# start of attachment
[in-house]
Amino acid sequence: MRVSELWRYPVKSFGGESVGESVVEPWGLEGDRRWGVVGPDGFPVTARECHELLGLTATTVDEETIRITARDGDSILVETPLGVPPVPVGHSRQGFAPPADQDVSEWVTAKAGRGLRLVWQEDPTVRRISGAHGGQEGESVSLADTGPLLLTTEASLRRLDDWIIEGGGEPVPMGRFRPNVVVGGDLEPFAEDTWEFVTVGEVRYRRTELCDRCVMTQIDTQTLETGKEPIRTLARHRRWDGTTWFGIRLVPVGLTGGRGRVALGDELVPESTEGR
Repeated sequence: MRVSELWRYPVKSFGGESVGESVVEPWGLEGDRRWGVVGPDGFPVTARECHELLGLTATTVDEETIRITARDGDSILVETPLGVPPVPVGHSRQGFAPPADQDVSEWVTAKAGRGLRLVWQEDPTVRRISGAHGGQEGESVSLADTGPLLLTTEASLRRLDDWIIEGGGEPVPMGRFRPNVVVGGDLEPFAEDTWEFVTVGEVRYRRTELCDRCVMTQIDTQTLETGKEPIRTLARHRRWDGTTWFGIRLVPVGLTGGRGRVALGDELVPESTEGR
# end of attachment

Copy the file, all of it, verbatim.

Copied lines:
[in-house]
Amino acid sequence: MRVSELWRYPVKSFGGESVGESVVEPWGLEGDRRWGVVGPDGFPVTARECHELLGLTATTVDEETIRITARDGDSILVETPLGVPPVPVGHSRQGFAPPADQDVSEWVTAKAGRGLRLVWQEDPTVRRISGAHGGQEGESVSLADTGPLLLTTEASLRRLDDWIIEGGGEPVPMGRFRPNVVVGGDLEPFAEDTWEFVTVGEVRYRRTELCDRCVMTQIDTQTLETGKEPIRTLARHRRWDGTTWFGIRLVPVGLTGGRGRVALGDELVPESTEGR
Repeated sequence: MRVSELWRYPVKSFGGESVGESVVEPWGLEGDRRWGVVGPDGFPVTARECHELLGLTATTVDEETIRITARDGDSILVETPLGVPPVPVGHSRQGFAPPADQDVSEWVTAKAGRGLRLVWQEDPTVRRISGAHGGQEGESVSLADTGPLLLTTEASLRRLDDWIIEGGGEPVPMGRFRPNVVVGGDLEPFAEDTWEFVTVGEVRYRRTELCDRCVMTQIDTQTLETGKEPIRTLARHRRWDGTTWFGIRLVPVGLTGGRGRVALGDELVPESTEGR